There has been a significant growth in electric propulsion in the maritime sector in the last few years, but present regulations from the IMO are preventing rapid development in this area [3]. For example, tax exemption is available for hydro-carbon fuels, while green energy is not in this category [3]. Because green transformation through electrification of vessels is a relatively new technology, suitable education and the training of crew members is also required for better performance and safety. Because the cost (economic) issues are critical and must be addressed to drive ship owners (operators) to go for green transformation, there are certain areas where legislation from concerned authorities is required. Typical examples of these areas are environmental impact, investment payback time, modification of existing/design of electric ferries, use of renewable energy, grid station setup, charging mechanisms and energy storage systems in port areas, recycling of batteries, and so on.

6. Conclusions

This article presents a knowledge development and implementation guide for the electrification of ferries. First, the current state of affairs has been examined, and implementation guidance to the maritime sector regarding green energy has been provided. A thorough literature review has been carried out, focusing on various attributes of pure electric and hybrid ships, including the vessel types, battery technology, passenger capacity, length, speed, and purpose. The extracted data has been presented in a tabular form. Furthermore, data synthesis has been illustrated using graphical analysis. From the results, it is clear that Norway and Denmark are the leading countries in ship electrification; however, there are several worldwide companies working on electrification. Currently, almost two-thirds of the electrified ships operate in hybrid mode, while the remaining are pure electric. In addition, pure electric ships are not being used for larger distances due to frequent charging requirements, while the hybrid ships are still used for longer distances. Due to the smaller size of pure electric ferries, their passenger capacity is less compared to hybrid ships. Moreover, the major use of electric vessels is in transportation and tourism. Although significant inroads have already been made towards green transformation, a lot still needs to be done. This article also highlights some challenges: technical (setup of a grid station and renewable energy resources in port areas), operational (such as battery energy density and disassembling), and legislation (regulations on tax exemption or rebates) for electrification of vessels in the maritime sector to protect the environment, especially the port areas. The knowledge developed in this article can serve as an implementation guide for policymakers, academia, and other stakeholders for green energy implementation in the maritime sector by reducing emissions and noise while improving performance and comfort.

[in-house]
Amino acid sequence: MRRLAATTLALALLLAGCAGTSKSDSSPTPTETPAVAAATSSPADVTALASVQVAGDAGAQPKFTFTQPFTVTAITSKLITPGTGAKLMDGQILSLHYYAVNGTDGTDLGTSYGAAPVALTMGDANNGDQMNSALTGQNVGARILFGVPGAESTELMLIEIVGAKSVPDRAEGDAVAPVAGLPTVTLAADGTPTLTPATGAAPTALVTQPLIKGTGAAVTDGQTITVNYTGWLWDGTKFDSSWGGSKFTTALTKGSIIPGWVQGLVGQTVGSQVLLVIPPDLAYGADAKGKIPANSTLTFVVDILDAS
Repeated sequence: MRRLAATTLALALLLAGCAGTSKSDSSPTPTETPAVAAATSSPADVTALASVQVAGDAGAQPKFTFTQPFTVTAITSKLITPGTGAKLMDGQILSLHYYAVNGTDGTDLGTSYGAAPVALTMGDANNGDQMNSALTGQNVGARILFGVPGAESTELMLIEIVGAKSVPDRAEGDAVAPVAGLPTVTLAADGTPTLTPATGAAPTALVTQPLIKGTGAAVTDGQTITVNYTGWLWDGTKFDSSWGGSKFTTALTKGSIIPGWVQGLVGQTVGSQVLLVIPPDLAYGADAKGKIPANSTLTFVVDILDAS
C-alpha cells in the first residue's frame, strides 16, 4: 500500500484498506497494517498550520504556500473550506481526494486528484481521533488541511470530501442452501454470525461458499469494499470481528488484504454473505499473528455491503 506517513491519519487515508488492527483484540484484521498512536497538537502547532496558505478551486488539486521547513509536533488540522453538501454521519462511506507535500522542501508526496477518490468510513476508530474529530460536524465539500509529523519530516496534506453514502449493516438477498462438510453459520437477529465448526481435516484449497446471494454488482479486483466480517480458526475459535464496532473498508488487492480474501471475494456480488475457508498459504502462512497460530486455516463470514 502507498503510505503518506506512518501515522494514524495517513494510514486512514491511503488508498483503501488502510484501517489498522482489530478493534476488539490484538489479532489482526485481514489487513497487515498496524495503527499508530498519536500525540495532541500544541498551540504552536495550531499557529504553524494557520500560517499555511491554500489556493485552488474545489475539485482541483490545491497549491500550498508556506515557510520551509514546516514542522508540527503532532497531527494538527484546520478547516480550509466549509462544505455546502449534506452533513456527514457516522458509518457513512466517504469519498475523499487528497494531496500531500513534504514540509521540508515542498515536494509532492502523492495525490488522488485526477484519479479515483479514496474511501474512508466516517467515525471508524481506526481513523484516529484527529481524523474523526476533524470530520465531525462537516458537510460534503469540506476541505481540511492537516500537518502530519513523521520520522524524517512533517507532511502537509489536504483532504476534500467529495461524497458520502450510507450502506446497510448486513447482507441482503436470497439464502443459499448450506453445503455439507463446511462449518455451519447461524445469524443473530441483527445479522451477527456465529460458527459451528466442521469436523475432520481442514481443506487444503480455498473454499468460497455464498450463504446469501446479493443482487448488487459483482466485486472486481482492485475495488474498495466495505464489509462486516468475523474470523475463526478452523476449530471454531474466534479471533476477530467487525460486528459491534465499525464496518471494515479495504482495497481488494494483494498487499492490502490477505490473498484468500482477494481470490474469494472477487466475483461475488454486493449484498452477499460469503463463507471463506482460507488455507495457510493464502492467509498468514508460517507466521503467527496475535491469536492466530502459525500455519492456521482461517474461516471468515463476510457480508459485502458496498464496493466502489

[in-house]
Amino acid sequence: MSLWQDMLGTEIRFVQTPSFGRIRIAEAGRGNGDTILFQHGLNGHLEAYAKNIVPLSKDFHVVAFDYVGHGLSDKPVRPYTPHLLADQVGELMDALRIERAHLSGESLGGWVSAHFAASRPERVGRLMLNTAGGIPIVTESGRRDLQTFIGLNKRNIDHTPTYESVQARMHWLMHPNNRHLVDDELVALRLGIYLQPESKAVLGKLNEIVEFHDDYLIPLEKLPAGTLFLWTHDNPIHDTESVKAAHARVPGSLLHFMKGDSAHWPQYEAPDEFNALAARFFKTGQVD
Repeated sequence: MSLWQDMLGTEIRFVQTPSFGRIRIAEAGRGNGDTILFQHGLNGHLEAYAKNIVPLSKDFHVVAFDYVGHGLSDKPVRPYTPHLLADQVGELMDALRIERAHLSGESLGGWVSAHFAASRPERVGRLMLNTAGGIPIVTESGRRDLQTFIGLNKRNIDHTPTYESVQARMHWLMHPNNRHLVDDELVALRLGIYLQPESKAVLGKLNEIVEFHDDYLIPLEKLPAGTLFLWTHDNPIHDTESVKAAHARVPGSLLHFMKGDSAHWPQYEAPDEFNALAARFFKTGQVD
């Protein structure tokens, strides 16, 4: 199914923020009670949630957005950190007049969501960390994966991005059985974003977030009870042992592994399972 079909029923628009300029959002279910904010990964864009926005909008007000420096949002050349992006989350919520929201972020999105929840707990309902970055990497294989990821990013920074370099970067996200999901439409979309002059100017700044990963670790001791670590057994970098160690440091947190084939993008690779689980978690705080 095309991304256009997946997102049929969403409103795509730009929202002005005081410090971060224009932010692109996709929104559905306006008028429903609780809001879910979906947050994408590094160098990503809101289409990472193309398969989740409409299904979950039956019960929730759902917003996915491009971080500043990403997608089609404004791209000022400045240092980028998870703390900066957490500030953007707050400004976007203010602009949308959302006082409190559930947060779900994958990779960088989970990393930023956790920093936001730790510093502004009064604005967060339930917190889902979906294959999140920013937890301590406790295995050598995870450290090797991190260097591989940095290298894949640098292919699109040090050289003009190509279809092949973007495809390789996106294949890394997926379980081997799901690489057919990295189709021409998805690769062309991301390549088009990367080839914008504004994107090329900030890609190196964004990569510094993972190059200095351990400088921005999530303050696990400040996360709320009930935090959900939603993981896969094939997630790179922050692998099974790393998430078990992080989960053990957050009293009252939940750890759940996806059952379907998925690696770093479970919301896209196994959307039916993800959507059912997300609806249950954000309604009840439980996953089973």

Author Contributions